Web design and development are huge subjects. And it seems that everyone within the industry is expected to know. There is a story that sees us as omniscient beings who can solve any web-related problem.
However, buying into this story means putting a huge amount of weight on our shoulders. Whatever the actual expectations of our clients, we may feel the need to project an image that it’s all under control.
The truth is that we are not superheroes – even if there is pressure to act the part. And that’s okay. We don’t need to be perfect.
But letting clients see us as we are – flaws and all – can be stigmatizing. But today, I’m going to argue for dropping the facade and learning how to be yourself. It might be the best thing for your career, your client relationships and your mental health.
A More Comfortable Professional Form
Now, I’m not suggesting that you start showing up to meetings (virtual or in person) in a tank top and flip-flops. You must still look presentable and act professionally and courteously.
What am I time saying that not every question needs to have a perfect answer. And it’s okay if a particular skill is missing from your resume. You don’t even have to be right for every project.
If there’s something you’re not sure about or doesn’t match who you are, say it. There is freedom in being honest.
This not only relieves you of internal pressure, but breaks down a wall between you and your client. Instead of acting as if you hold the keys to the online universe, you can have an honest discussion about client needs and the challenges of meeting them.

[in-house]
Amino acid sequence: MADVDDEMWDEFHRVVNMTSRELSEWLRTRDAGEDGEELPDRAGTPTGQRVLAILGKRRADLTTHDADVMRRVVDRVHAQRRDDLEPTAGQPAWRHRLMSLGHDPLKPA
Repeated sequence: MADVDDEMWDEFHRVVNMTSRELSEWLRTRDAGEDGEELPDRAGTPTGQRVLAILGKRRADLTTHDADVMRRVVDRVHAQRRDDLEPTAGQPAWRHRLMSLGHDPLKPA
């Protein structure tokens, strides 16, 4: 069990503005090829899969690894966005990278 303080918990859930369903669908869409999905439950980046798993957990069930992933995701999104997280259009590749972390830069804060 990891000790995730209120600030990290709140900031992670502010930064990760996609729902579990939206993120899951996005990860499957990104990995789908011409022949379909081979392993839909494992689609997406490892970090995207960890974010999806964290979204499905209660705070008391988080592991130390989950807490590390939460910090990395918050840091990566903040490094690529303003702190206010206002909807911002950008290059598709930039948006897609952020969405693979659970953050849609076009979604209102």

The result may be that you see each other as truer people. It takes a level of confidence that can be almost impossible to achieve when you’re in a role, rather than just interacting with people.
The Potential for Better Projects
This newfound authenticity can also give you a renewed sense of confidence—especially when it comes to the projects you do. Without pretending to be a conscious designer, you can freely say if something doesn’t fit well.
For example, I have been approached with projects that require skills that are outside of my expertise. And sometimes, they take a level of commitment that I can’t fit into my schedule. For quite some time, I even had to undertake a potentially life-changing project.
Early in my career, I would often force myself into projects that I knew I wouldn’t be comfortable with. But I have learned that the best policy is to face my worries.
If a project isn’t a good fit for me, I let the potential client know. If it requires me to get up to speed with a particular skill, I will readily admit it. The result is that sometimes we move forward together, and other times we don’t.
You might be thinking about the potential benefit of admitting your shortcomings. Not all clients will be happy with your answers. Doesn’t matter?
I believe that if a project is over my head in some capacity, it will eventually manifest itself. That can show up in the form of a mistake. Or maybe we hit a roadblock in the middle of the process. One way or another, we will probably have to face this reality at some point.
It is better for everyone to know this from the beginning. Clients can understand my limitations, although I don’t feel the need to pretend.
When in doubt, just Be Yourself
It’s hard to be more authentic with clients. After all, everyone wants to put their best foot forward. Besides, nobody wants to be unqualified for the gig.
But the reality is that not every project will succeed. Wouldn’t it be better to achieve this right away rather than six months into the job?
Authenticity helps you filter out less desirable opportunities. And it enables you to establish a better relationship with your clients. When someone knows who you are, they are more likely to give the same level of honesty in return. This fosters a better working partnership and increases the chances of a successful outcome.
The bottom line is, no, you don’t have to be a superhero. But it is enough to be yourself, however imperfect.